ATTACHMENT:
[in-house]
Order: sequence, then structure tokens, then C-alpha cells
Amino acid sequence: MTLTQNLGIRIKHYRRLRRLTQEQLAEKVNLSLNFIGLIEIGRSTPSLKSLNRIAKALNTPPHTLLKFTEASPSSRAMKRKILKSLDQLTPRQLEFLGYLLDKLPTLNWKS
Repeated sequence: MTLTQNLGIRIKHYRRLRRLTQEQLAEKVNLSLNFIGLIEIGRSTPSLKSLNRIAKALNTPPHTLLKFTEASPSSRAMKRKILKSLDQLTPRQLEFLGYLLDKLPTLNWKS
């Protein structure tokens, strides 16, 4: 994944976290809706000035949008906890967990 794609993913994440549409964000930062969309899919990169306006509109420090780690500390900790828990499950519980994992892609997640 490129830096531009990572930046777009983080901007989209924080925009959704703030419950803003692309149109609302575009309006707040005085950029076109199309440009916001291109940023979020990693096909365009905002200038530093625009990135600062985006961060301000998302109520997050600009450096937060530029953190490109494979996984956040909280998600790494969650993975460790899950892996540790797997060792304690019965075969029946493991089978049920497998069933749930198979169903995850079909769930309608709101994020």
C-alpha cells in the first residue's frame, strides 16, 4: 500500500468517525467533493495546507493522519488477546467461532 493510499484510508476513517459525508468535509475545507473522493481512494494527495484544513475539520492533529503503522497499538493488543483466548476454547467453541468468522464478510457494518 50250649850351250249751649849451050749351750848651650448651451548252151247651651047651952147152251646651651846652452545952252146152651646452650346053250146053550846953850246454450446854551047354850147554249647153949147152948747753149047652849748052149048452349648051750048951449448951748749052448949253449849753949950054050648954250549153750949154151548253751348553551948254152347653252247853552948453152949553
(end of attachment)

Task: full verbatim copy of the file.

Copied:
[in-house]
Order: sequence, then structure tokens, then C-alpha cells
Amino acid sequence: MTLTQNLGIRIKHYRRLRRLTQEQLAEKVNLSLNFIGLIEIGRSTPSLKSLNRIAKALNTPPHTLLKFTEASPSSRAMKRKILKSLDQLTPRQLEFLGYLLDKLPTLNWKS
Repeated sequence: MTLTQNLGIRIKHYRRLRRLTQEQLAEKVNLSLNFIGLIEIGRSTPSLKSLNRIAKALNTPPHTLLKFTEASPSSRAMKRKILKSLDQLTPRQLEFLGYLLDKLPTLNWKS
């Protein structure tokens, strides 16, 4: 994944976290809706000035949008906890967990 794609993913994440549409964000930062969309899919990169306006509109420090780690500390900790828990499950519980994992892609997640 490129830096531009990572930046777009983080901007989209924080925009959704703030419950803003692309149109609302575009309006707040005085950029076109199309440009916001291109940023979020990693096909365009905002200038530093625009990135600062985006961060301000998302109520997050600009450096937060530029953190490109494979996984956040909280998600790494969650993975460790899950892996540790797997060792304690019965075969029946493991089978049920497998069933749930198979169903995850079909769930309608709101994020």
C-alpha cells in the first residue's frame, strides 16, 4: 500500500468517525467533493495546507493522519488477546467461532 493510499484510508476513517459525508468535509475545507473522493481512494494527495484544513475539520492533529503503522497499538493488543483466548476454547467453541468468522464478510457494518 50250649850351250249751649849451050749351750848651650448651451548252151247651651047651952147152251646651651846652452545952252146152651646452650346053250146053550846953850246454450446854551047354850147554249647153949147152948747753149047652849748052149048452349648051750048951449448951748749052448949253449849753949950054050648954250549153750949154151548253751348553551948254152347653252247853552948453152949553